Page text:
Dan Shamir thrown into the Hapoel Jerusalem cauldron
'To appoint a coach that has never guided a team before is an unusual move for Hapoel that required courage'
By JERUSALEM POST STAFF
Some years ago, when new Hapoel Jerusalem coach Dan Shamir lived in the US, he was asked by a future NBA trainer why he chose to become a basketball coach.
Shamir responded with all the standard answers: "I love coaching," "I love the game" and "this is my identity".
The American coach gave him a peculiar look and said, "It's your decision and I made the same choice. But be prepared to suffer. I was 31, with two girls and had no money to heat the house."
There is no need to worry about Shamir's house temperature as the salary from Hapoel should be more than enough to pay the electricity bill.
However, as many former Jerusalem coaches can testify, the job of guiding Hapoel can very quickly become a painful experience.
The pressure of coaching in Jerusalem is only surpassed in Israel by the head coaching position at Maccabi Tel Aviv and the 31-year-old Shamir will need to also cope with the added stress of being a rookie coach.
"It's a new challenge, but it doesn't concern me," Shamir told The Jerusalem Post ahead of his first season as a head coach. "I don't think about the bad things that can happen. I only think of the good.
"I think of the victories and not of the defeats. I have no worries about being a first-year coach."
Shamir played as a teenager for the Maccabi Jerusalem youth club, but soon realized that his future was on the sidelines rather than on the court. He began coaching at 17 and at a later stage, spent a year at the University of Kentucky learning from legendary coach Rick Pittino.
His professional coaching career began at Hapoel Jerusalem, where he guided the youth squad before being promoted to assistant coach in the 2001/02 season by then head coach Yoram Harush. He remained in the capital as an assistant for one more season before leaving for the same position at bitter rival Maccabi Tel Aviv.
Shamir spent three years under Pini Gershon and followed his mentor out of the club over the summer after receiving the surprising offer from Hapoel to become its head coach.
"To appoint a coach that has never guided a team before, is something that has not happened in Jerusalem in the last few years," Shamir said. "It is an unusual move for Hapoel that required courage. Nevertheless, I'm happy they decided to make the move and that they felt I'm the right man for the job."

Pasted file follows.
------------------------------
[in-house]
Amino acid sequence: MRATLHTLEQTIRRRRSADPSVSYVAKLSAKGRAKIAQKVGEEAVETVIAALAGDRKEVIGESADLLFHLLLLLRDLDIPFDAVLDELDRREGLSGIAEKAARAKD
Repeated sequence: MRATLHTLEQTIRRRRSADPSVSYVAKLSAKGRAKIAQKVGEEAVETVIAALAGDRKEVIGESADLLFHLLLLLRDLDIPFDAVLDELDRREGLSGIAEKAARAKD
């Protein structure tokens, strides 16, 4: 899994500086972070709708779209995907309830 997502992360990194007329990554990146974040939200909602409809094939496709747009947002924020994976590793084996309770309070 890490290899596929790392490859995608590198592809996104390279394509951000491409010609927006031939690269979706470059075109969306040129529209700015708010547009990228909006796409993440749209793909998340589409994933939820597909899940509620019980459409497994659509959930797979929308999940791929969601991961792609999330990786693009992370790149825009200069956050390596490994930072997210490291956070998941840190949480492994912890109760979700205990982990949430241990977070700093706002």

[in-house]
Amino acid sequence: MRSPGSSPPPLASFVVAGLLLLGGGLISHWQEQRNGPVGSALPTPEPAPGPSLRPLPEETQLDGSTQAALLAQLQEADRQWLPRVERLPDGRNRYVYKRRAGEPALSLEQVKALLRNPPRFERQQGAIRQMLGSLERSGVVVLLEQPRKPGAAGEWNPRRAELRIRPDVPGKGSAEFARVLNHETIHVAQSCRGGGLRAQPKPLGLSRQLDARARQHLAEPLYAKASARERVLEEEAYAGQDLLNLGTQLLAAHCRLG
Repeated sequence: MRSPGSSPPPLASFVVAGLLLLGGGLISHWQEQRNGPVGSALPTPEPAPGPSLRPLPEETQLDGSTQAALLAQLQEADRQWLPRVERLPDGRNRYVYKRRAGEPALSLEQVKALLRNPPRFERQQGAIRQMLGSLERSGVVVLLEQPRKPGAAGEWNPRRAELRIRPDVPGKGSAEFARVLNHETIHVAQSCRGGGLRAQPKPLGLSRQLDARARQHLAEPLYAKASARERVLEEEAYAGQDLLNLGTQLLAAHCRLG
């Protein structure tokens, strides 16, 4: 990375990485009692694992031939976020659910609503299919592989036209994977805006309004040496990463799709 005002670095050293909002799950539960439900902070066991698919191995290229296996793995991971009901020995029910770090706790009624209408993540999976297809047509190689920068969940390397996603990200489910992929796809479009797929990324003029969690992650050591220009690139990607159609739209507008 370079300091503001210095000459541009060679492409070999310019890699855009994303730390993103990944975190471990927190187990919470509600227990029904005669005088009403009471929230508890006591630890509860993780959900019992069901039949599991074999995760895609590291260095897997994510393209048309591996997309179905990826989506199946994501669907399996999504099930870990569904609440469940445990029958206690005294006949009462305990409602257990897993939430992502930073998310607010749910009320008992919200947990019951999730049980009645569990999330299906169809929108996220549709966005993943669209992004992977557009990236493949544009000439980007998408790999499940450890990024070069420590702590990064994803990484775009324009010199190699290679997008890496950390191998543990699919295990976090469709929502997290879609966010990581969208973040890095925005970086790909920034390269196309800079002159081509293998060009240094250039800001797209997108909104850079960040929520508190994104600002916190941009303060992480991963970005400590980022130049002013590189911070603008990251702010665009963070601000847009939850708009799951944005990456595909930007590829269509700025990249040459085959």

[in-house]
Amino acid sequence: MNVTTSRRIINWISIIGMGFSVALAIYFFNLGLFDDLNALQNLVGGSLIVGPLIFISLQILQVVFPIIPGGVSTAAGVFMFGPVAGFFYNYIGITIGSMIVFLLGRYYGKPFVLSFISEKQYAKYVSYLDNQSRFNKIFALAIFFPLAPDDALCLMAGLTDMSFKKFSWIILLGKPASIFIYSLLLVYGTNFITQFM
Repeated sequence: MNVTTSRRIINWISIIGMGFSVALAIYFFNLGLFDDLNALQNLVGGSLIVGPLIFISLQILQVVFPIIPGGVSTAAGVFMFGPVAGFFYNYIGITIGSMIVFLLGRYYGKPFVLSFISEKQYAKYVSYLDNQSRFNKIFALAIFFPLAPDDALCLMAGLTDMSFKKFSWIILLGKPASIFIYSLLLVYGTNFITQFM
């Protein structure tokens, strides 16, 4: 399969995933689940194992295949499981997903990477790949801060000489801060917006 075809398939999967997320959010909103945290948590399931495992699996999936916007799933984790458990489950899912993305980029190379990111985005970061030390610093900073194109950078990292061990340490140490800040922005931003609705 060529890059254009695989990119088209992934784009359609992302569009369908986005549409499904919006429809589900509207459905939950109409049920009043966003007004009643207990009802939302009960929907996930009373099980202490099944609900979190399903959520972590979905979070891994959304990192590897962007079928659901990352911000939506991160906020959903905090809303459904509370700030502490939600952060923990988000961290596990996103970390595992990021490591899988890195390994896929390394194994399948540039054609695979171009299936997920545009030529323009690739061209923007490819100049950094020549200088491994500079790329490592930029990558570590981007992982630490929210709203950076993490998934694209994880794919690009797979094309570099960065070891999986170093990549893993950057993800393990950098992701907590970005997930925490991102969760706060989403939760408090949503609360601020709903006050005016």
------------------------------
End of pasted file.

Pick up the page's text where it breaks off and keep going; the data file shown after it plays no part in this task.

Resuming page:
Erez Edelstein guided Jerusalem last season to second place in the league, to the State Cup final and to the ULEB Cup semifinal, but was nonetheless sacked by the club at the end of the season.
Shamir realizes the level of expectation he faces, and that his team will need to do well on all fronts if he is to be considered a success.
"Hapoel Jerusalem always aspires to succeed in all competitions," Shamir asserts. "We are a team that competes at the highest levels and we want to do well.
"You won't hear me say that we are going to win all the titles, that is not my nature. I think that would be wrong. Our goal is to get ourselves in the position where we can win trophies.
"Jerusalem had a successful season last year, but the coach didn't continue and that's a fact. Hapoel management made its decisions and at the end of the day, that is what brought me here."
Despite never playing at a professional level, Shamir feels he is not necessarily at a disadvantage. "There are all kinds of routes that can be taken to becoming a coach," he explained. "There is no one formula to become a successful coach.
"I don't treat [not playing professionally] as a limitation.
However, someone who has been a player has an extra perspective of the game and that can be an advantage. At some stage in a coach's life, he becomes only a coach and his career as a player becomes irrelevant."
Like all of the coaches in the BSL, Shamir will need to adjust this season to a new rule that was imported from the Russian league, which specifies that each team must have at least two Israelis on the court at all times.
"The local leagues had to come up with a solution," Shamir notes. "On the one hand, limiting the foreign players hurts the teams taking part in European competitions. On the other hand, it's inconceivable that a club will play without any local players.
"The Russian rule is a reasonable solution and I'm in favor of it."
Shamir will guide Jerusalem for the first time in a league game on Sunday night and he faces the toughest possible opponent at the toughest possible venue: Maccabi Tel Aviv at Nokia arena.
Despite the dramatic changes that Maccabi has gone through over the summer, Shamir still believes that the yellow-and-blue will continue to be as strong as ever this season. "Anybody who is writing Maccabi off doesn't understand the type of players that have arrived at the team," he said.
"I know Tel Aviv well and I think a lot of people will eat their words. Maccabi has built a strong squad and I have no doubt that it will continue to be the Maccabi we know and it will continue to compete at the top of European basketball."
As far as his team is concerned, Shamir stressed that the key is patience and that his club should not be judged too early in the season. "We are only at the beginning of the road and no team is at its peak at the start of the season," he said.
"A side is shaped throughout the year from the games it plays and the challenges it faces along the way. Obviously, I'm not pleased with our current form, but no coach is at the start of October.
"We have been training together for six weeks and the team is practicing well. We are ready for the start of the BSL."
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